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Pak Ou Buddha Caves at Luang Prabang

Buddha Caves at Luang Prabang

Pak Ou Buddha Caves in Luang Prabang is one of the Mekong River cruise's main highlights when you are visiting this UNESCO World Heritage Site. It is one of the exciting trips to see the thousands of Buddha statues inside the caves.

It seems like the entire Luang Prabang guests either have been or are going when in town. This interesting cave trip is sold to all travel agents around town, and happily, I was one of the travellers that took the trip here.

The flyer says, "Take a boat ride, Visit a traditional Lao whiskey village and see the Thousand Buddha Statues at Pak Ou Caves".

Pak Ou Buddha Caves
Buddha Caves Luang Prabang
Boarding jetty at Luang Prabang.

Getting to Pak Ou Caves is via a longboat from the main town of Luang Prabang. The journey is 25 kilometres, and this will be one you remember as you would be cruising along the great Mekong River for almost an hour, making one or two stops at a local Lao Whiskey Village or Sa Paper Village.

When you book your tour, the agent will meet everyone in town and then walk you from town through some lanes passing peoples homes and eventually arriving at a sandbank where few boats are waiting.

When you arrive at the tour meet up point in the morning, there will be many various groups heading in the same direction, so please stick to your group as it can get a little confusing if you have not had your coffee fix.

Once you arrive at the riverbank, you board the longboat and your journey starts. Please do not mind the river water as the milk-tea colour is pretty normal.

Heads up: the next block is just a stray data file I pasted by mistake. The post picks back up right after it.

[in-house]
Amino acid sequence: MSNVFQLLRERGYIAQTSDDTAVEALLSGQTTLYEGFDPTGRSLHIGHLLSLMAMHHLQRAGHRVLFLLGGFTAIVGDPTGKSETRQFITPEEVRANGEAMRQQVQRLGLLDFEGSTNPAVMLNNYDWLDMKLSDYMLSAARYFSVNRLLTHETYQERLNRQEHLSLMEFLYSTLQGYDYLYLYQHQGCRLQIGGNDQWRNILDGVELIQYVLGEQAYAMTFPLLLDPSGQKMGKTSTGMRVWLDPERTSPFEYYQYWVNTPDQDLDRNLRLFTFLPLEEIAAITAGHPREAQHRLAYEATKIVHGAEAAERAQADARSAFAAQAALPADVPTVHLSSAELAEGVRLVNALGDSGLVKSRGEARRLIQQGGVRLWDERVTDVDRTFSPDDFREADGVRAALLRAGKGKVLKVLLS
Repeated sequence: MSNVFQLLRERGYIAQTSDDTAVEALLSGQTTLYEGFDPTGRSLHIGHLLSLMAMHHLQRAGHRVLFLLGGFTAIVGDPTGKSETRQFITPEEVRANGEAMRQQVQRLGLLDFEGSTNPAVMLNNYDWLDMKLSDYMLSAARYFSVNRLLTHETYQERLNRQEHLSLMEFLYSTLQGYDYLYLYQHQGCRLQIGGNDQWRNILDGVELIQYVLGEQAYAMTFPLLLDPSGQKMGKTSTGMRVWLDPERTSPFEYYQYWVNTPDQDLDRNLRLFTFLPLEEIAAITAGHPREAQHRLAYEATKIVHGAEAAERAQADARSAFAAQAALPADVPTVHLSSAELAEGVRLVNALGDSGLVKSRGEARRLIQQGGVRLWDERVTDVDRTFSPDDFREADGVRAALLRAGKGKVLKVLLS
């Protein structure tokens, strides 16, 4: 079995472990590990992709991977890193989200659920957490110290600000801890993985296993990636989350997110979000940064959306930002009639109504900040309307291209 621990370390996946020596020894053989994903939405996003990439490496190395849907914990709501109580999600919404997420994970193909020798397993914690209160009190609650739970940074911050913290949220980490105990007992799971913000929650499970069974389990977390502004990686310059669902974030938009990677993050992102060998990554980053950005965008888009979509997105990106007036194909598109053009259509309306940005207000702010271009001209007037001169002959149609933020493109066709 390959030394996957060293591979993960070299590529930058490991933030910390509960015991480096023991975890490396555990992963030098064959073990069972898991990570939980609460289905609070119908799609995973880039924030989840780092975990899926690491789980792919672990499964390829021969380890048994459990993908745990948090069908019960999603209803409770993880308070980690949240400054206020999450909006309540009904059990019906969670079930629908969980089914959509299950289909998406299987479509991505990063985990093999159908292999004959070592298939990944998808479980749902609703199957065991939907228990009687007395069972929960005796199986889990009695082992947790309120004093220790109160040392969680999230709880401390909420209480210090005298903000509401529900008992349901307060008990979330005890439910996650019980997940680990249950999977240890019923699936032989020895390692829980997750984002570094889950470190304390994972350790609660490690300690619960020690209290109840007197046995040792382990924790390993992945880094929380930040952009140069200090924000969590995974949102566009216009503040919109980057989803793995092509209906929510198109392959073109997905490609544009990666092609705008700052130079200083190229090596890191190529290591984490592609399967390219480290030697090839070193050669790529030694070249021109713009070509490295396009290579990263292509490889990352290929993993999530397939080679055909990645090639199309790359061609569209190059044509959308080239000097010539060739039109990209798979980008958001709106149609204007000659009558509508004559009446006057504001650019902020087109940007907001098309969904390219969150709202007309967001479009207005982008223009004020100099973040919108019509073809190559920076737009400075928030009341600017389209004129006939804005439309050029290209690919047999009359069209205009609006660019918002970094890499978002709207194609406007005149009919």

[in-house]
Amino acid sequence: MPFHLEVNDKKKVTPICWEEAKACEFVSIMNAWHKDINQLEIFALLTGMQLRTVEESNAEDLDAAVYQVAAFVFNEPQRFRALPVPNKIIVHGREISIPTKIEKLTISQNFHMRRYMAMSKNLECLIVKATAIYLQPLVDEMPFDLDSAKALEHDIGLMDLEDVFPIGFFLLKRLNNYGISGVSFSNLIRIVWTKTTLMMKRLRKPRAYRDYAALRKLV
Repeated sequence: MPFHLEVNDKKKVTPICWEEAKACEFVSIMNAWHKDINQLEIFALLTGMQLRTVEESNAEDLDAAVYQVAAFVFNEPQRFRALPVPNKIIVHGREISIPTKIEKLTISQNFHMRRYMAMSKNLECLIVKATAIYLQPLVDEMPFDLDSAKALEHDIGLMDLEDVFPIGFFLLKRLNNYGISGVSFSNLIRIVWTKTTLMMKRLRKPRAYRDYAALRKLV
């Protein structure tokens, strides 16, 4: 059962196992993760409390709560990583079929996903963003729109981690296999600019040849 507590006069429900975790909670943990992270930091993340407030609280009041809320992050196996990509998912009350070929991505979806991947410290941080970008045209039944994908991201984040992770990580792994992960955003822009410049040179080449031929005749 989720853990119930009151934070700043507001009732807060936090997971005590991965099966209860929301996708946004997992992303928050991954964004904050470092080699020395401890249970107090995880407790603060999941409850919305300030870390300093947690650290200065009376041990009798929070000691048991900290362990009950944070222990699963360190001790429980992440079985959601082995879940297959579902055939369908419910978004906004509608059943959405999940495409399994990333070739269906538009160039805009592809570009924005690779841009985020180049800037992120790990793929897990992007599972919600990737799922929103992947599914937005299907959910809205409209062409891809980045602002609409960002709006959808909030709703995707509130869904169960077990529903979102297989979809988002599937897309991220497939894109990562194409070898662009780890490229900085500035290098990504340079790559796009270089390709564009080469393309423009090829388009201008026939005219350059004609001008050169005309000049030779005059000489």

The longboats are also very basic, so no 5-Star treatment. You get to sit on a wooden stool/chair for your entire journey.

Journey via longboat.

If you are a backpacker, this would be a great place to meet fellow travellers as the journey will take about an hour. Looking out the boat, you see nothing much but beautiful Lao landscape and an occasional fisherman. Passing by.

Villagers go by their daily washing of clothes, and Lao children playing by the river are common sights. You will also see several other tourist boats, some faster than your boat, zooming past by.

Hotel boat on the Mekong River.

Along the way to Pak Ou, I saw a unique Hotel Boat where guest live on board. I asked around and was told that several hotel boats travel along the Mekong River, stopping at various towns. It looked pretty interesting as I may consider trying this out the next time I visit Luang Prabang.

Pak Ou Caves entrance staircase.

Reaching Pak Ou Caves, you will see many boats parked there and this huge hole in a cliff. The boatman will stop you at the jetty, and you will find yourself climbing up a flight of stairs reaching a small counter where tickets are purchased to enter the caves.

I assumed the tickets were all taken care of by the travel agent, but nope, you have to pay an additional 8,000 KIP (US$0.80) to get into the caves.

Pak Ou Caves - Buddha Statues.

Once you reach the top of the caves, you will be greeted by hundreds of Buddha statues placed all over the area. On looking closer, the hundreds start to seem like thousands of them in various sizes and colours.

This lower part of the cave is called Tham Ting, or lower cave, where there is approximate 2500 or more Buddha statues. An amazing sight to see and excellent for photography.

Making your way around the Pak Ou Caves at the lower level, you see more and more Buddha statues just all over the place, and there is a walkway to the upper part of the caves called Tham Theung.

Buddha statues by the thousands.

Apparently, the local Lao people have been coming to the Pak Ou Caves for thousands of years, bringing the Theravada Buddha statues.